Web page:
In a joint statement to the Illinois Task Force on Health Planning Reform, the Federal Trade Commission and Department of Justice (DOJ) stated the agencies’ position regarding certificate-of-need (CON) laws, saying that the laws undercut consumer choice, stifle innovation and weaken markets’ ability to contain health care costs. Today’s statement reiterates the agencies’ ongoing efforts to promote competition in health care.
State CON programs generally prevent firms from entering certain areas of the health care market unless they can demonstrate to state authorities that there is an unmet need for their services. The task force is considering eliminating or amending Illinois’ CON requirements. The agencies were asked by the task force to present their views at a meeting to be held in Chicago on Sept. 15, 2008.
FTC Chairman William Kovacic underscored the importance of health care competition, stating that, “The health care industry provides us all with fundamental services at significant and vulnerable times. Vigorous competition can promote greater access to cost-effective, high-quality health care.”
In the joint statement, the agencies said that CON laws impede the efficient performance of health care markets by creating barriers to entry and expansion, to the detriment of health care competition and consumers. The statement describes economic research on the effects of CON laws, as well as some of the risks that CON laws can entail. For example, in addition to limiting entry, CON laws create opportunities for existing competitors to exploit the CON process to thwart or delay new competition; they can facilitate anticompetitive agreements among providers; and the CON process itself may be susceptible to corruption.
“The Antitrust Division is committed to providing guidance on how to promote competition in the health care industry,” said Thomas O. Barnett, Assistant Attorney General in charge of the Department’s Antitrust Division. “Competition in this important industry benefits consumers by offering lower prices and better quality services.”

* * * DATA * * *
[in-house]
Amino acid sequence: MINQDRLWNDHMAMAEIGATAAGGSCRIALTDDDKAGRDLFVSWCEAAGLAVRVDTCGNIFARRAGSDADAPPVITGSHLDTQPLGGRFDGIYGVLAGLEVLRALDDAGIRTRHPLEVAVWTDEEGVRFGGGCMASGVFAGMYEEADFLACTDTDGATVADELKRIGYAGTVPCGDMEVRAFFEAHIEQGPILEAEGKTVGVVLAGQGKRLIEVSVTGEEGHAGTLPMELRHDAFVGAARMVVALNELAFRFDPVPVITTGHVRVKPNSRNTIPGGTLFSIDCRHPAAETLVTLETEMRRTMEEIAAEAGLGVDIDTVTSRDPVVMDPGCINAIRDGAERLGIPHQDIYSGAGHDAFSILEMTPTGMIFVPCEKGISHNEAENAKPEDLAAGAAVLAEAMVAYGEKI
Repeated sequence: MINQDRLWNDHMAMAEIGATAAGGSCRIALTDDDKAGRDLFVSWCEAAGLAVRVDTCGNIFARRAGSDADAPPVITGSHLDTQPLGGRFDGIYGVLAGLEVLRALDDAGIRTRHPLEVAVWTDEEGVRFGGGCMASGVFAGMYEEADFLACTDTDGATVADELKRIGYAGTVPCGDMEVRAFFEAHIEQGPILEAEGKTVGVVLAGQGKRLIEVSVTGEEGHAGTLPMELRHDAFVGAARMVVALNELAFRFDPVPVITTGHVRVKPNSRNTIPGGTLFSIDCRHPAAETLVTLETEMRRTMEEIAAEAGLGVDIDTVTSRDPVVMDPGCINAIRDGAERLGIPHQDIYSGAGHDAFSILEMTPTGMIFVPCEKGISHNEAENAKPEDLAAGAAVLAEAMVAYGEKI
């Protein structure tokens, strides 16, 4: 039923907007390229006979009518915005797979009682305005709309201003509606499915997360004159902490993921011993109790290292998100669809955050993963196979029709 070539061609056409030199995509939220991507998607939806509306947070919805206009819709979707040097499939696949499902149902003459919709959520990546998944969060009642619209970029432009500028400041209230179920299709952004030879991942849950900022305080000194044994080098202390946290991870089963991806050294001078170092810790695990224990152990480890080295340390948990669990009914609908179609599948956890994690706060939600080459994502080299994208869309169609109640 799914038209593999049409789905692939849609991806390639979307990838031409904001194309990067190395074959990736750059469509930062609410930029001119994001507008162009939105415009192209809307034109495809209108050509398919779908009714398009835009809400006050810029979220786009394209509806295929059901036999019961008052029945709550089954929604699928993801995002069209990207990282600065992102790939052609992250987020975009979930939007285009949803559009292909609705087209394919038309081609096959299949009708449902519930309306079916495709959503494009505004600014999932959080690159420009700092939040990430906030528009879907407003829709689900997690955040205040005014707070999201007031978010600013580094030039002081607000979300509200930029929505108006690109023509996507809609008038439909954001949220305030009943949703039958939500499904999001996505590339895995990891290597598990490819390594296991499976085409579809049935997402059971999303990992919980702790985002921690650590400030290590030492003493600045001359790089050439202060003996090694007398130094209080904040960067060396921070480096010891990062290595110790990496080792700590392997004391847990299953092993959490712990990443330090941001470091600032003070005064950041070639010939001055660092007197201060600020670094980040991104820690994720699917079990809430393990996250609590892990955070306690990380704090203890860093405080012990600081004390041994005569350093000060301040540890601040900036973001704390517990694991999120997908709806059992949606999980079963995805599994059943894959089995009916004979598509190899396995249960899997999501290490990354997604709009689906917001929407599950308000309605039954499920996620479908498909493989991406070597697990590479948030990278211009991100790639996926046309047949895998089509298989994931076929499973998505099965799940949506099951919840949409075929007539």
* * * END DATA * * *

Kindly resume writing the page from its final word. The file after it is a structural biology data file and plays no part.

The joint statement also evaluates several arguments in support of CON laws, noting that the original cost-control reasons for CON laws no longer apply and that CON laws are an ineffective means to fund indigent care. For these reasons, the agencies encourage members of the Illinois task force – as well as officials in other states that continue to require certificates of need – to consider whether such laws do more harm than good.
Today’s statement is based on the agencies’ extensive experience with CON laws. The agencies jointly conducted hearings on issues in health care competition, including CON laws, in 2003; those hearings, and related research, led to a 2004 report, Improving Health Care: A Dose of Competition, which observed that, “on balance, CON programs are not successful in containing health care costs, and that they pose serious anticompetitive risks that usually outweigh their purported economic benefits.” Today’s statement is based on that report and more recent economic studies. Recently, the agencies have provided similar statements to the General Assembly and the Senate of the state of Georgia; the Committee on Health, Education and Social Services of the Alaska House of Representatives; and the Florida Senate Committee on Health and Human Services Appropriations.
The Commission vote approving the joint statement was 4-0.
Copies of the joint testimony are available from the FTC’s Web site at http://www.ftc.gov and the FTC’s Consumer Response Center, Room 130, 600 Pennsylvania Avenue, N.W., Washington, D.C. 20580. The FTC’s Bureau of Competition works with the Bureau of Economics to investigate alleged anticompetitive business practices and, when appropriate, recommends that the Commission take law enforcement action. To inform the Bureau about particular business practices, call 202-326-3300, send an e-mail to [email protected], or write to the Office of Policy and Coordination, Room 394, Bureau of Competition, Federal Trade Commission, 600 Pennsylvania Ave, N.W., Washington, DC 20580. To learn more about the Bureau of Competition, read “Competition Counts” at http://www.ftc.gov/competitioncounts.
(FTC File No.: V080018)